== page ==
Insights from an Interview with Patrick Kriner

Patrick knows his stuff. He combines subjects and tips he has learned from other photographers with his own experience - the results speak for themselves. I have enjoyed getting to know Patrick's perspective on photography and look forward to seeing more of his work as he visits new locations. His blog and portfolio can be visted at newdawnphotography.com.

Copyright New Dawn Photography

Copyright New Dawn Photography

When did you start photography?

For many years between 1974 and 2009, I worked in Photo Retail. I was even able to open my own store in 1999, which I sold in 2009. Although I sold cameras and accessories for years, I was never really actively shooting until 2003. I was invited along on a photographic workshop into the Canadian Rockies and I was hooked. Along the way I have made many friends who are great photographers in their own right and now we travel around the world capturing great images and sharing our love and vision for photography.

 How did you transition from a beginner to where you are now?

Even though I sold photo gear off and on for many years, I truly began learning the different aspects of landscape and nature photography in 03.’ From then on I made it a point to find workshops all across North America and became an avid shooter. With each workshop I met a new mentor who would work alongside me and help me hone my skills. With each trip I also met people who, like me, were learning the art of photography. When we were not in the field, we worked on our computers sharing secrets, compositional aides, gear, and techniques to great photographic images.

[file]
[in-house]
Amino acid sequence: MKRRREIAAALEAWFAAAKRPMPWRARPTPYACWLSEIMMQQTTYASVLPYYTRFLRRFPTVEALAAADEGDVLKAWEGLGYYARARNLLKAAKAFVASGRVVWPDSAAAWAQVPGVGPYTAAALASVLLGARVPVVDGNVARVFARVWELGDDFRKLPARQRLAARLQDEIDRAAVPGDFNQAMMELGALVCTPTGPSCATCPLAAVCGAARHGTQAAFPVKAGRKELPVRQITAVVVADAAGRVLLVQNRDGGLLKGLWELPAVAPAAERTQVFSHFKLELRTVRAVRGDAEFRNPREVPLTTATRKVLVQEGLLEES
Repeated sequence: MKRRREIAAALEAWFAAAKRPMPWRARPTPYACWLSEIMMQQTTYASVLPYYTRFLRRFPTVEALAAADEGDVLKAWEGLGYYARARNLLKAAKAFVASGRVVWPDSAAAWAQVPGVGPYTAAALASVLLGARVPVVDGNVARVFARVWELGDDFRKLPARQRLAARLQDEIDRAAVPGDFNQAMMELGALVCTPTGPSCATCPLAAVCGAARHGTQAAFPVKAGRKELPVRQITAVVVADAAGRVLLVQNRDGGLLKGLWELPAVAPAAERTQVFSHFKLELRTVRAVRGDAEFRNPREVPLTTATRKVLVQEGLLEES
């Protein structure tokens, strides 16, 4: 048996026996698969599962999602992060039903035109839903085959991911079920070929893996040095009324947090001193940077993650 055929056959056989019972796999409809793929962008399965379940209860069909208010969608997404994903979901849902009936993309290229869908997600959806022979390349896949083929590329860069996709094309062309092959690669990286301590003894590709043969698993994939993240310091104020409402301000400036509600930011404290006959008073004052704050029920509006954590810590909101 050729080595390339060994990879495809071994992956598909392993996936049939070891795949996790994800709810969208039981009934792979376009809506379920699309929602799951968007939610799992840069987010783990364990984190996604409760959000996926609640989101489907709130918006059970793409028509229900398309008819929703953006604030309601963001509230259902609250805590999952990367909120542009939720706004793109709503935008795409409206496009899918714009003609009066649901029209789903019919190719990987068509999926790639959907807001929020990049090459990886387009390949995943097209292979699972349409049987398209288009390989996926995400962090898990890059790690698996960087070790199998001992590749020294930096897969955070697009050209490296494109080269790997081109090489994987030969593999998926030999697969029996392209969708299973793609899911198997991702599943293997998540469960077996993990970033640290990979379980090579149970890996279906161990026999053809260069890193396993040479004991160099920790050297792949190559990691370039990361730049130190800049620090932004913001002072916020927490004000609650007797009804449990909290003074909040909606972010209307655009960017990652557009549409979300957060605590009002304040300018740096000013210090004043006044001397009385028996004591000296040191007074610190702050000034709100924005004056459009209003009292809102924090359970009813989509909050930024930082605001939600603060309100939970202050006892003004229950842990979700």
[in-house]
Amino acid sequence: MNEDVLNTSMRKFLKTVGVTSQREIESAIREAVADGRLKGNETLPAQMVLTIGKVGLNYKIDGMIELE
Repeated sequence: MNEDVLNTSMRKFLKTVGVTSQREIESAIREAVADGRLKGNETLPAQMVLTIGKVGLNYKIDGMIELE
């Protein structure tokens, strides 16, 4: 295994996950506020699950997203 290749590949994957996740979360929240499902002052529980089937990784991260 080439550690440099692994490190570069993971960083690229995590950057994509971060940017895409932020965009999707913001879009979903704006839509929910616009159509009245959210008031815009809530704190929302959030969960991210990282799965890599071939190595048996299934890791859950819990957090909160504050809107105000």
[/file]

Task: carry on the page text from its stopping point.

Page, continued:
Eagle in Flight

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Your wildlife photography is particularly spectacular. It is clearly something you enjoy. What makes it so exciting for you?

While I spent many years focusing on Landscape Photography, I met someone on a workshop who had a specialty in wildlife photography. At first I wasn’t that intrigued by it and felt that Fine Art Landscapes was a great niche for me. She coaxed me to go into Montana one year and experience wildlife photography on a game preserve. She told me it would be like a drug, and she was right. I quickly found an interest in wildlife and began my quest to improve my image making abilities as they relate to wildlife. Although it’s been many years since my last visit to the game preserve, I have found that capturing wildlife in their natural Habitats is fun and very exciting.

Standing within 20 yards from an 800 pound Grizzlie Bear is a bit mind blowing and yet an experience I still will repeat as often as I can. Working amongst the “Big 5” in Kenya helped me understand the environmental aspect of wildlife photography and I still strive to tell a story behind each one of my wildlife images.

Colorado Wild Flowers

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What is your favorite location for photography?

Alaska has had a huge impact on my travels. I love the wide-open wilderness, the wildlife is plentiful and it has quickly become one of my favorite destinations.

What is your top location on your visit list for photography?